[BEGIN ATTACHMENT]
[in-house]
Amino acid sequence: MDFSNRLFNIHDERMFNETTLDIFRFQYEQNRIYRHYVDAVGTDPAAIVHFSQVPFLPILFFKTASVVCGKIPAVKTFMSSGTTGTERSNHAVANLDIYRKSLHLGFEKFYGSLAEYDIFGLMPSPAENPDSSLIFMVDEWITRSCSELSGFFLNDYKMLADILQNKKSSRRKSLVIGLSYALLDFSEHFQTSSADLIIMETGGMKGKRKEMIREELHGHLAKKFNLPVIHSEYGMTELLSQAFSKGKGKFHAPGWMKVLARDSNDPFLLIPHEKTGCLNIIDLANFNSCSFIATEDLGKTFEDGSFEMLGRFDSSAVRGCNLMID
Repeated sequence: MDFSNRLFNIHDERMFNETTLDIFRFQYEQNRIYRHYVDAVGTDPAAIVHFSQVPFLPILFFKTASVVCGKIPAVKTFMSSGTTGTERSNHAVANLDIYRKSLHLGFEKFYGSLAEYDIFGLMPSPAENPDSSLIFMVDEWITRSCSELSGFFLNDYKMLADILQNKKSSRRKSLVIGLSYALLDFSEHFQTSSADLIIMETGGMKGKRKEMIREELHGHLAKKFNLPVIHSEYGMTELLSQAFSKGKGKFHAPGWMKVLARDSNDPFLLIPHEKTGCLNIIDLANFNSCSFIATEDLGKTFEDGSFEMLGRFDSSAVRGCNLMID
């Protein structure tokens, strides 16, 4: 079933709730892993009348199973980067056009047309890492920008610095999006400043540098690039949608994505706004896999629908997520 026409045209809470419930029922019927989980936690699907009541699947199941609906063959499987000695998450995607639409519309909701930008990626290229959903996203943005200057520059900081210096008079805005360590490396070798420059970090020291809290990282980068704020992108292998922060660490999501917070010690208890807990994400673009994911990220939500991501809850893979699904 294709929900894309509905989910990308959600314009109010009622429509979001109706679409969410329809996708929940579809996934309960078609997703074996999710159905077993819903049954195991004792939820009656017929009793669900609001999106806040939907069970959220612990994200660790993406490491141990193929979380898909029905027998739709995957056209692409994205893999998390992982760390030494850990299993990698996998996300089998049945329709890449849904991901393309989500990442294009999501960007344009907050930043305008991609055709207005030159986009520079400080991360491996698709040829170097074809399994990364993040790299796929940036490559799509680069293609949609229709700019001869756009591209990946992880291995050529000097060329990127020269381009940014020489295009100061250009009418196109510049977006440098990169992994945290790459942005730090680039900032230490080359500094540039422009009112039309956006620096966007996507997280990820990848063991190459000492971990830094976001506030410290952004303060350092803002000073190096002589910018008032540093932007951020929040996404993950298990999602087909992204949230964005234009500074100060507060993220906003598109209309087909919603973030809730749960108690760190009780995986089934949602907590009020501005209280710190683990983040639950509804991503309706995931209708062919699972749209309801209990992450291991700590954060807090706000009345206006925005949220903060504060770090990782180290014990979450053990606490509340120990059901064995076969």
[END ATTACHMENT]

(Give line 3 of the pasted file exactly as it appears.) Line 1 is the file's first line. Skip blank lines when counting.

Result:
Repeated sequence: MDFSNRLFNIHDERMFNETTLDIFRFQYEQNRIYRHYVDAVGTDPAAIVHFSQVPFLPILFFKTASVVCGKIPAVKTFMSSGTTGTERSNHAVANLDIYRKSLHLGFEKFYGSLAEYDIFGLMPSPAENPDSSLIFMVDEWITRSCSELSGFFLNDYKMLADILQNKKSSRRKSLVIGLSYALLDFSEHFQTSSADLIIMETGGMKGKRKEMIREELHGHLAKKFNLPVIHSEYGMTELLSQAFSKGKGKFHAPGWMKVLARDSNDPFLLIPHEKTGCLNIIDLANFNSCSFIATEDLGKTFEDGSFEMLGRFDSSAVRGCNLMID